Another site with courses from many different schools is Academic Earth. Much like the three sites above, Academic Earth brings together top notch courses from many different sources and focuses on offering a wide variety of subjects.

Academic Earth lists courses by subject and school, so it might be easier to find what you’re looking for.

7. edX

Another great option for free online education is edX. Also bringing together courses from many different schools, the site has impressive, quality information for everyone. edX covers a great range of topics from universities such as Harvard, MIT, and Berkeley, meaning a high-quality, free online education is entirely possible here.

8. Alison

Unlike the previous sites on this list, Alison is a free education site offering certification in some areas. Alison offers courses mainly in business, technology, and health, but also includes language learning courses.

It’s a great option if users need a professional certificate for their learning, as Alison also offers school curriculum courses.

9. iTunesU Free Courses

A very convenient place for free online education is iTunesU, because it integrates seamlessly with your iPod or any app-ready Apple mobile device. On an iPad, iPhone, or iPod touch, users download the iTunesU app.

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Desktop users can access iTunesU on the upper right hand corner of the iTunes Store. iTunesU is also convenient because the store is categorized much like iTunes.

Users can search learning materials in many different ways, including by genre and topic. However, courses are often a mix of free podcasts or videos and paid content.

iTunesU does include courses on a variety of topics, but it does not integrate with Android, Google or Windows mobile devices.

10. Stanford Online

Your hub for all the online offerings from Stanford University, Stanford Online offers self-paced and session-based courses. While Coursera features some courses from Stanford, many classes are only available via other hosts. Some courses require iTunes, but most are completed in your web browser.

Stanford Online is a great site for high-quality courses, though the topics are somewhat limited compared to sites partnered with more than one school. If you’re looking for free courses, make sure to mark the “free” option on the left-hand side.

11. Open Yale Courses

Open Yale Courses echoes Stanford Online, in that it offers only courses from Yale. While the site is similarly limited to topics taught at the school, Open Yale Courses offers a lot of videos of actual campus lectures. The availability of videos makes the site a great option if you’re looking for quality courses but learn better by watching than by reading.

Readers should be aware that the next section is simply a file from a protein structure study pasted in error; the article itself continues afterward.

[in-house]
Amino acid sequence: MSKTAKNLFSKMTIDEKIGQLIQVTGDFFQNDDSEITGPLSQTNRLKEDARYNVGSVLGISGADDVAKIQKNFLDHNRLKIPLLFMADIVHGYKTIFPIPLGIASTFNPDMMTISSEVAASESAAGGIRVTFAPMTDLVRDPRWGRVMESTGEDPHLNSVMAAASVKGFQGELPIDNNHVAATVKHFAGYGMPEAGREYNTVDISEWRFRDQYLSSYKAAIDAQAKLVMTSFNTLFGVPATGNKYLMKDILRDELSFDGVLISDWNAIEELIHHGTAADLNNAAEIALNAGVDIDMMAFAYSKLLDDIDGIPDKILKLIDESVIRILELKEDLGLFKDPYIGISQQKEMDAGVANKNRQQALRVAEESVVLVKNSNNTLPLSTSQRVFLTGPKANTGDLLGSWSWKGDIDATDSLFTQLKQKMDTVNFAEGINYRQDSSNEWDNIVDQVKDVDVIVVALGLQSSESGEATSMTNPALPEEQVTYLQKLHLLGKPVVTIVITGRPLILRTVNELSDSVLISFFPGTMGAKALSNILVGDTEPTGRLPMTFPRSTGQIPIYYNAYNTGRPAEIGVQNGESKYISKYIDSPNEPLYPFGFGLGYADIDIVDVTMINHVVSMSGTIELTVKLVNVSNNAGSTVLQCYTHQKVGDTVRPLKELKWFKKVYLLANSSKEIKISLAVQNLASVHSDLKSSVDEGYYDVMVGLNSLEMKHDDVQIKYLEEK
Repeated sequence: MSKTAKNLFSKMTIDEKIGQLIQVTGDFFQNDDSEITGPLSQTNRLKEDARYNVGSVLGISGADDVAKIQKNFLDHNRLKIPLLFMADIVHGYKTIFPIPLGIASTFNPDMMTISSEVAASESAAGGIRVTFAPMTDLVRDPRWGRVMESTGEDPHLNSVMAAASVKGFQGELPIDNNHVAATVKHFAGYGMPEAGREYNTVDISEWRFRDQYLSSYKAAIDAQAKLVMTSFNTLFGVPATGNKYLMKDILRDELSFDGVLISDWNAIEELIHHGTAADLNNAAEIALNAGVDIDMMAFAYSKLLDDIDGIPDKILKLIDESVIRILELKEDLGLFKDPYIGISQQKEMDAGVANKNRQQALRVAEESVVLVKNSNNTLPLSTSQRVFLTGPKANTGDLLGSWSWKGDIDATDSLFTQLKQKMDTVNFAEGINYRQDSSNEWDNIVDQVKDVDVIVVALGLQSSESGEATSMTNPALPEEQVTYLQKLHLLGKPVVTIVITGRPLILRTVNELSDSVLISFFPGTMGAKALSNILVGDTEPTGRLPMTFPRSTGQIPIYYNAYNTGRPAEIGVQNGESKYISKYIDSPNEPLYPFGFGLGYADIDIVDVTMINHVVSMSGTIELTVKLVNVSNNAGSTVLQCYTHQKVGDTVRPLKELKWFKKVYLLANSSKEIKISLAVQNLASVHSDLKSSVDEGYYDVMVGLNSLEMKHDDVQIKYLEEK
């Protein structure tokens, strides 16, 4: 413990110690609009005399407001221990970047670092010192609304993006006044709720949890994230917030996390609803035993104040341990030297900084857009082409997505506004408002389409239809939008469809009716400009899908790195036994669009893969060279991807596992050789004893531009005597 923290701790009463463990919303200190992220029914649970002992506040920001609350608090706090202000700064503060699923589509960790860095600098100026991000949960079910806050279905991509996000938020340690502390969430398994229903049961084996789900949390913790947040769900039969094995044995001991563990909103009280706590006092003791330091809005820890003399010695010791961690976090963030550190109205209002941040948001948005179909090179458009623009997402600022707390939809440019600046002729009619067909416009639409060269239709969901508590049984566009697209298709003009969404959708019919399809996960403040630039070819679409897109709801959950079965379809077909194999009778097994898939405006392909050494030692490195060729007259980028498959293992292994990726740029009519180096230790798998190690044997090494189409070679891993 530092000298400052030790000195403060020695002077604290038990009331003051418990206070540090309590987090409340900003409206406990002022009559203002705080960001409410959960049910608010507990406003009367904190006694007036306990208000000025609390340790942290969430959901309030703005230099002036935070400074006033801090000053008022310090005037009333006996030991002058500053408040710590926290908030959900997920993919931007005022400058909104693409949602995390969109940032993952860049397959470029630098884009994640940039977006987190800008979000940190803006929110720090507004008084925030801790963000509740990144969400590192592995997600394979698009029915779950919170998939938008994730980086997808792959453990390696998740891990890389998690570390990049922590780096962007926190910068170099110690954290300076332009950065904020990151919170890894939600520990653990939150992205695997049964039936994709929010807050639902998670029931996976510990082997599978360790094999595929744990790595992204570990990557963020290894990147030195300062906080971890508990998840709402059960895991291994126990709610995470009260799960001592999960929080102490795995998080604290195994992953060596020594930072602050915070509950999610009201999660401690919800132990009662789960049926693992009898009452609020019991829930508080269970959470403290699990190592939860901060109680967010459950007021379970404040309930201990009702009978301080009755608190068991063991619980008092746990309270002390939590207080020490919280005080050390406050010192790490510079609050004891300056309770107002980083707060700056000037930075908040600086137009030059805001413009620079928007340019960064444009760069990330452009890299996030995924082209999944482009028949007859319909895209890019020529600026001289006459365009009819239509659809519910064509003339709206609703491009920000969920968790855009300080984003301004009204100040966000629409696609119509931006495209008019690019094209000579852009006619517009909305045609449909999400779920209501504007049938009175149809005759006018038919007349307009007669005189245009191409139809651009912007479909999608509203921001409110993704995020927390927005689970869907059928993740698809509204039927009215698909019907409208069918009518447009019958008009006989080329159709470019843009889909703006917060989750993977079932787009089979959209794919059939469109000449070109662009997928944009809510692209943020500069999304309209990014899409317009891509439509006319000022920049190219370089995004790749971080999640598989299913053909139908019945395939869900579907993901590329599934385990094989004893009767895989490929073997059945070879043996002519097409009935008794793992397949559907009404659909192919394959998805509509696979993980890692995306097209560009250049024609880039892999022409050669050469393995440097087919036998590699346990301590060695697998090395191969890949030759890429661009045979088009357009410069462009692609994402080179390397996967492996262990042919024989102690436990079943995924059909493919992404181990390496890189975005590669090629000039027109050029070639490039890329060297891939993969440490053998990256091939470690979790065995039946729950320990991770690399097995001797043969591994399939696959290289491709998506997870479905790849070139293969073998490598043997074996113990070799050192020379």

12. UC Berkeley Class Central

Much like the other schools on this list, UC Berkeley has a variety of free online education options. The school has slightly fewer courses than the schools above, but it includes some supplementary lectures, webcasts, and RSS Feeds, making it easy to keep up with the topics you choose.

13. MIT OpenCourseWare

Similarly, MIT offers a variety of free courses. The school has a comparable number of courses to the schools above, and it includes very in-depth course materials on the subjects available. MIT also offers free RSS feeds, a convenient way to continue learning.

14. Carnegie Mellon Open Learning Initiative

Carnegie Mellon’s free online education site is comparable with the other school’s on this list. However, Open Learning Initiative also covers a smaller range of topics, but for the topics that are covered, impressive, in-depth material is available.

15. Codecademy

Codecademy is a website dedicated specifically to teaching coding. Where other coding sites follow an example/practice session workflow, Codecademy includes a live practice window. This means you can practice coding while still viewing the lesson material.

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The courses at Codecademy are well-written and easy to follow, and the website is organized very nicely. Codecademy features a centralized dashboard where you can monitor your progress, and it organizes lessons into complete modules. This lets you learn an entire language without needing to pick the next course manually.

16. Code